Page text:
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Seaweed would have to be piled on 6 feet deep for the salt to have a negative effect. So I was told when I 1st got here over 30 yrs ago by an old timer who grew great veggies. I have dug it in in the fall/winter and used it as a mulch in summer. Friends who have done the same have no problems either.
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Old June 18, 2016   #8
MrSalvage
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Quote:
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This link is a very good read thanks!
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Old June 18, 2016   #9
MrSalvage
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Quote:
Originally Posted by Labradors2 View Post
The problem that I have found with crab/lobster shells is that they take forever to degrade (in a composter) basically, they do not degrade at all, and I found bits in my veggie garden for a long time. I think they would need to be pulverized.

My dogs eat our shrimp shells like doggy potato chips, so they never make it to the compost bin.

Linda
Hey Linda, Yep I was sitting here thinking I could put the shells into one of the old school L.F. & C. universal meat grinder's. I have used one in the past to grind up fresh 5 gallons buckets full of Herring. We would then freeze it in to 2 gallon zip locks. When we went fishing we would use the fresh Herring as chum to attract the big Rockfish. Herring is one of the best baits I have ever used. I have caught fish as long as my legs. I am almost 6ft tall.

So yea not sure if will work but the grinders are cheap enough and i want another one anyway to make fresh sausage again. As far as pulverized I am not sure how to pull that off. Seems to me that worth1 might have an idea about that.

Dogs will eat anything girl! It does not matter 1 bit... lol

Thanks
Bill
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Old June 18, 2016   #10
MrSalvage
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Originally Posted by GrowingCoastal View Post
Seaweed would have to be piled on 6 feet deep for the salt to have a negative effect. So I was told when I 1st got here over 30 yrs ago by an old timer who grew great veggies. I have dug it in in the fall/winter and used it as a mulch in summer. Friends who have done the same have no problems either.

Great post, & thanks for confirming that the amount of salt is minuscule.

Regards
Bill
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Old June 18, 2016   #11
MrSalvage
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Originally Posted by PaddyMc View Post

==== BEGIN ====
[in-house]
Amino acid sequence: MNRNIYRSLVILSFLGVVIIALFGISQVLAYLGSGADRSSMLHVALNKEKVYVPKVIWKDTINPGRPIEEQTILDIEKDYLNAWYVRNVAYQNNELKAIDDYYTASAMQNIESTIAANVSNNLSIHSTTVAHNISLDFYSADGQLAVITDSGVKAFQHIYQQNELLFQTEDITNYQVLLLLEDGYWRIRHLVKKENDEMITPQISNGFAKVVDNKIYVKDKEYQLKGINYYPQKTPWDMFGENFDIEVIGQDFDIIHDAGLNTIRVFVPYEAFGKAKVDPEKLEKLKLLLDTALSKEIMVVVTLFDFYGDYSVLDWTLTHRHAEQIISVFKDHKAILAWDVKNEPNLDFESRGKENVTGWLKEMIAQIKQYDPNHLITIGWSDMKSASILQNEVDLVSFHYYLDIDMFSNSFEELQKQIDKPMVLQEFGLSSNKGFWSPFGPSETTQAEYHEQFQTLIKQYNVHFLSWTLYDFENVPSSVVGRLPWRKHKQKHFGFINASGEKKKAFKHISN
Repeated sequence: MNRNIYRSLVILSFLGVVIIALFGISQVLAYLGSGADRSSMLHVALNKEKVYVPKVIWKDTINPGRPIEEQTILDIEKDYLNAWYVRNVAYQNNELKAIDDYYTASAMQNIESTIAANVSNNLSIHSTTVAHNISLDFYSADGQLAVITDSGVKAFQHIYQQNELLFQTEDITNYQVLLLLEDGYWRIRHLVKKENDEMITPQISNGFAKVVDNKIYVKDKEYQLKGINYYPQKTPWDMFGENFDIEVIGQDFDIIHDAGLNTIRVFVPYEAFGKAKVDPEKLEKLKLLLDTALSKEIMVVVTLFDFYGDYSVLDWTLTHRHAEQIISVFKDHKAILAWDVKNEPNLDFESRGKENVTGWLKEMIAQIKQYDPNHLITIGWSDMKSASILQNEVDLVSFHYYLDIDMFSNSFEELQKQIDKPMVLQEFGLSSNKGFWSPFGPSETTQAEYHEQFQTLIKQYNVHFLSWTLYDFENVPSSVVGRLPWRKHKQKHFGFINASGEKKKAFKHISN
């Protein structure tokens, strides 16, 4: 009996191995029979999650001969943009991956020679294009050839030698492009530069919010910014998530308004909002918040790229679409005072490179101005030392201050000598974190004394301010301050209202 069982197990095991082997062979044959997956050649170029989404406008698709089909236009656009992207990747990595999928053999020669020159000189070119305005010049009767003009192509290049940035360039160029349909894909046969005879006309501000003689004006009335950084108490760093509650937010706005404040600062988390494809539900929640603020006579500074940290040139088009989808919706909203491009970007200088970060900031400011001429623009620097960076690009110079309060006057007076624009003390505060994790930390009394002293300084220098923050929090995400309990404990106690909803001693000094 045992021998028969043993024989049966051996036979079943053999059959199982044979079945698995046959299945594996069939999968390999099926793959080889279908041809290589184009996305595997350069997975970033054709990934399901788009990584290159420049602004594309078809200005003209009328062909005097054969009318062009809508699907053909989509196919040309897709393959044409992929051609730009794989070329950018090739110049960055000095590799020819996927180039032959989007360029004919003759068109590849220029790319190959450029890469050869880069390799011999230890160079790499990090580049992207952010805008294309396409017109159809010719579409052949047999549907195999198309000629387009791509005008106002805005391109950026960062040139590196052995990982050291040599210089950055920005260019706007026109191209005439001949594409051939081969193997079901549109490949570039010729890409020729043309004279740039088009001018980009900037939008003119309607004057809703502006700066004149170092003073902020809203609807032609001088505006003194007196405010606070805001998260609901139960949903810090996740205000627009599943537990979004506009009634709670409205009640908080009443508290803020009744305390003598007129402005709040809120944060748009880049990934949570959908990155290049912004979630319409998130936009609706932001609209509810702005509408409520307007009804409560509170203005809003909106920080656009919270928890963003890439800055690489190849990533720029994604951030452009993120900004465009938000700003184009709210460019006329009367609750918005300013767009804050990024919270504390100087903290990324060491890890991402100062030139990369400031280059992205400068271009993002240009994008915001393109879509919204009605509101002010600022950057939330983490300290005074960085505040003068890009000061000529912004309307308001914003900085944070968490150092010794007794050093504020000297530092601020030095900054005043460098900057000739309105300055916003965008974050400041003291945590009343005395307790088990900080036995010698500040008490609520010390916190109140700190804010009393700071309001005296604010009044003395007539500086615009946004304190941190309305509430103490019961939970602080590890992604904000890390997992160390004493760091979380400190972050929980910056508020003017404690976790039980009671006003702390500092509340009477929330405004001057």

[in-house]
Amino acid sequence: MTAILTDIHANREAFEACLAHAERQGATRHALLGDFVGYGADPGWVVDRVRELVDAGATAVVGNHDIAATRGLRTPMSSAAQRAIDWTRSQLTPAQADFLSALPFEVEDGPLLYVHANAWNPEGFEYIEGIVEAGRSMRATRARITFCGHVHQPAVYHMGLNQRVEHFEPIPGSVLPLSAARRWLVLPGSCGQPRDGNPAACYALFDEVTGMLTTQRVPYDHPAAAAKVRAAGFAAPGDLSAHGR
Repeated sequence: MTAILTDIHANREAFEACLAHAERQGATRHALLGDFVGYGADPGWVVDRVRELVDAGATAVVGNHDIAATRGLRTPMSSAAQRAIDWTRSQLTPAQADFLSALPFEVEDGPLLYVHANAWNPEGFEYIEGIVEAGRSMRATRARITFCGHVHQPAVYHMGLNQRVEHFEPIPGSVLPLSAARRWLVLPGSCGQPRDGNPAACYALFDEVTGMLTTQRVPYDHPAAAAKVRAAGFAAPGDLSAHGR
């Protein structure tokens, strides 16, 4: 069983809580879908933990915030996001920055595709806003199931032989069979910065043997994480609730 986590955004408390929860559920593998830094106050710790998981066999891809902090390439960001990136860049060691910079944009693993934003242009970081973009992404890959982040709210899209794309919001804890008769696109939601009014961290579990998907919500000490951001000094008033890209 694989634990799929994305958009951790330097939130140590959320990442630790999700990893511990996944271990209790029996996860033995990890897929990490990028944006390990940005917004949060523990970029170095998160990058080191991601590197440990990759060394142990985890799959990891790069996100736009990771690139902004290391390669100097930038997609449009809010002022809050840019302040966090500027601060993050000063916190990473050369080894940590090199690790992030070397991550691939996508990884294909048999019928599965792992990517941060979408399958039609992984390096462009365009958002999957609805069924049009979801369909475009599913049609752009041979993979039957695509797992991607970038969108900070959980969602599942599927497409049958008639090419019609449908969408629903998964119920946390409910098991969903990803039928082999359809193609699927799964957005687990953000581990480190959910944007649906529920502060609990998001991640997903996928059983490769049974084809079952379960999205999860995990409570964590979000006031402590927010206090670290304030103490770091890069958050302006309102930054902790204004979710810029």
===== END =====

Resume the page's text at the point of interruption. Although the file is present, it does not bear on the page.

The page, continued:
I suspect it would need a solid fresh-water rinsing (somewhere away from your garden so you don't salt-contaminate with the runoff water). After that I would think it would be great.
When I was reading the posts from that link Kurt supplied. One person suggested putting the seaweed into a washing machine. I thought that was pretty funny. In the end tho it really is a good idea if you have an extra machine laying around. i would try that seriously.

Thanks
Bill
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Old June 18, 2016   #12
Labradors2
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A grinder might work on the shells, but they would need to be small pieces to fit down the chute.! I have a Tasin electric grinder from Northern Tools. It's strong enough to grind up chicken bones (for dog food), and we put a whole pile of semi-frozen Menhaden through it before I discovered that one dog was allergic to fish.... Fish meal would be great for the garden!

It's great to learn that the seaweed salt won't hurt the garden. No need to put it through the washer first {LOL}.

Linda
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Old June 18, 2016   #13
MrSalvage
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Originally Posted by Labradors2 View Post
A grinder might work on the shells, but they would need to be small pieces to fit down the chute.! I have a Tasin electric grinder from Northern Tools. It's strong enough to grind up chicken bones (for dog food), and we put a whole pile of semi-frozen Menhaden through it before I discovered that one dog was allergic to fish.... Fish meal would be great for the garden!

It's great to learn that the seaweed salt won't hurt the garden. No need to put it through the washer first {LOL}.